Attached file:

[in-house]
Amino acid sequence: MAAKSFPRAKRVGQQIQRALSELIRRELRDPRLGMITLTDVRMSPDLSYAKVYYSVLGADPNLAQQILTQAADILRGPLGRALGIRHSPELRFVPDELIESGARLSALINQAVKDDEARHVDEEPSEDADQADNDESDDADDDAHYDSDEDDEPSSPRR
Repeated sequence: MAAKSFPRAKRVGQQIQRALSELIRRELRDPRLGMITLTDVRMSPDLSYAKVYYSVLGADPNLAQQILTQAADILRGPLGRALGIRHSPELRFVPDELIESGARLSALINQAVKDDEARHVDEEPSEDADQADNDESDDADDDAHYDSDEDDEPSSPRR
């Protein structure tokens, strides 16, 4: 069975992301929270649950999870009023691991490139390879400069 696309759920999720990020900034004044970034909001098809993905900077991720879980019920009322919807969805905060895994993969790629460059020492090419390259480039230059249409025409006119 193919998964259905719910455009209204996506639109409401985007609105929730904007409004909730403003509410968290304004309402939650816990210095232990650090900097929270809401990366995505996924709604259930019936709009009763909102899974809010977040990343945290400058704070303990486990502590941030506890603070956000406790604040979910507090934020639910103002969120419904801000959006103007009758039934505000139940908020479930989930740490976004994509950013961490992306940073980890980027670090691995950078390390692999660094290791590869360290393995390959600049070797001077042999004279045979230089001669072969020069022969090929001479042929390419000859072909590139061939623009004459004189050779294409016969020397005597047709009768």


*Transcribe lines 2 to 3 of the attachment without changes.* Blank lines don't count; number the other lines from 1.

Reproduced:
Amino acid sequence: MAAKSFPRAKRVGQQIQRALSELIRRELRDPRLGMITLTDVRMSPDLSYAKVYYSVLGADPNLAQQILTQAADILRGPLGRALGIRHSPELRFVPDELIESGARLSALINQAVKDDEARHVDEEPSEDADQADNDESDDADDDAHYDSDEDDEPSSPRR
Repeated sequence: MAAKSFPRAKRVGQQIQRALSELIRRELRDPRLGMITLTDVRMSPDLSYAKVYYSVLGADPNLAQQILTQAADILRGPLGRALGIRHSPELRFVPDELIESGARLSALINQAVKDDEARHVDEEPSEDADQADNDESDDADDDAHYDSDEDDEPSSPRR